The Diocese of Mamfe has directed that prayers of thanksgiving be said for the release on Saturday of nine people who were abducted in September from a local parish.

The nine were released Oct. 22.

“I urge each of you to pray a decade of the rosary in thanksgiving to God for the safe release of our brothers and sisters who were kidnapped,” Bishop Aloysius Fondong Abangalo of Mamfe said in an Oct. 23 statement to the diocese.

“I am sincerely grateful to all those who joined us in this collective effort in praying for the safety and release of our brothers and sisters,” he said, adding: “Words will only do scant justice in expressing my sentiments of gratitude to all those who collaborated with us in the process of negotiating for their safety and release.”

On Sept. 16, unidentified gunmen attacked St. Mary parish in Nchang, in Cameroon’s Southwest Region. Nine people were abducted and buildings on the parish premises, including the church, were burned down. 

The attackers kidnapped Father Elias Okorie, Father Barnabas Ashu, Father Cornelius Jingwa, Father Job Francis Nwobegu, Father Emmanuel Asaba, Sister Jacinta C. Udeagha, Nkem Patrick Osang (an assistant catechist), Blanche Bright, and Mme. Kelechukwu.

In his statement announcing their release, Abangalo said: “Permit me to use this opportunity to commend your collective efforts at prayer.”

“I seize this opportunity, once again, to condemn the act of desecrating the church, in the strongest terms possible, and to decry the need for the enhancement of human dignity.” 

“Taking away the freedom of our fellow brothers and sisters in order to make money at all cost is inhuman and should be desisted from whoever engages in such,” the Cameroonian bishop said.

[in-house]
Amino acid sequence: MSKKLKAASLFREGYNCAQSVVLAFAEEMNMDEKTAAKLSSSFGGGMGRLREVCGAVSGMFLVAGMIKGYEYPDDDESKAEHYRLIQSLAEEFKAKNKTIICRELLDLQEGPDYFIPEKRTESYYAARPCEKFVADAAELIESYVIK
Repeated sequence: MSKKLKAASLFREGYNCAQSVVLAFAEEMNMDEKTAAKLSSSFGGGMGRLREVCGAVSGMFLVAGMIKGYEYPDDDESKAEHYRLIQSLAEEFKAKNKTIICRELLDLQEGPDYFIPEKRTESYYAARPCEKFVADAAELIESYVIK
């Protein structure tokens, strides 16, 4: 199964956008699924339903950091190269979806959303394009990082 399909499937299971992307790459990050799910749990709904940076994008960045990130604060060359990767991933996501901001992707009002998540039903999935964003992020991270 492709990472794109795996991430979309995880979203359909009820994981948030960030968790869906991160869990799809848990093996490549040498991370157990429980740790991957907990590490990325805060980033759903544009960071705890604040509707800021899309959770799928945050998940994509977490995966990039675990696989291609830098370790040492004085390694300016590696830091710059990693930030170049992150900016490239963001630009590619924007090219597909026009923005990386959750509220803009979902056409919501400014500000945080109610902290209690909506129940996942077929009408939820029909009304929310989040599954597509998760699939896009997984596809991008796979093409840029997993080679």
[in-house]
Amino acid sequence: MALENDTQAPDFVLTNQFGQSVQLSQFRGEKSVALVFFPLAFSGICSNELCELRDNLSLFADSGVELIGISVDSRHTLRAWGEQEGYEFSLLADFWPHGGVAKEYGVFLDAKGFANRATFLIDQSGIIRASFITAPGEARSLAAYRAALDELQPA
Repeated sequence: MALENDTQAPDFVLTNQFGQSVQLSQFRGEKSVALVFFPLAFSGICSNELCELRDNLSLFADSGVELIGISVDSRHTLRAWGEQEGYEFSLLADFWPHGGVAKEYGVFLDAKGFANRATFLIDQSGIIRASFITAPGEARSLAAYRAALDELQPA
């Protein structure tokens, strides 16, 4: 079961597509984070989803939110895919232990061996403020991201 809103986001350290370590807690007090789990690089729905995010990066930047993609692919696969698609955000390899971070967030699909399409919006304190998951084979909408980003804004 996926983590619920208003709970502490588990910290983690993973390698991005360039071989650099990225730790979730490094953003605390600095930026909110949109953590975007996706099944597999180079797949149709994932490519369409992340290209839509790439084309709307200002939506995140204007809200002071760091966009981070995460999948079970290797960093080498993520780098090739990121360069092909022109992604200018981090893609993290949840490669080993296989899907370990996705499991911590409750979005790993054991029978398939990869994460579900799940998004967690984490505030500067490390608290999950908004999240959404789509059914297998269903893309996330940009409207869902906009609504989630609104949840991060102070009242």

More in Middle East - Africa

“For those who make utterances — categorical or implicit — which fuel such actions, I suppose it is time to rethink your approach and ensure that the dignity of the human person is upheld in every way possible,” he added.

The release of the nine abductees came days after a video emerged on social media showing them asking Abangalo to secure their release.

On Oct. 24 Abangalo announced that a Mass of thanksgiving for the release of the captives was to be said the following day at the cathedral in Mamfe.

The arson attack on St. Mary parish is one of the latest incidents in the context of Cameroon’s Anglophone Crisis.

The crisis is rooted in conflict between the English- and French-speaking areas of Cameroon. The area was a German colony in the late 19th century, but the territory was divided into British and French mandates after the German Empire’s defeat in World War I. The mandates were united in an independent Cameroon in 1961.

There is now a separatist movement in the Southwest and Northwest Regions, which were formerly the British Southern Cameroons.

Unrest in Cameroon has been ongoing since 2016, when the country’s Anglophone community began protests to demand the return of federalism.

(Story continues below)

Secessionist militants in the English-speaking region of Cameroon have also sought violence against government forces and began attacking military troops in 2017.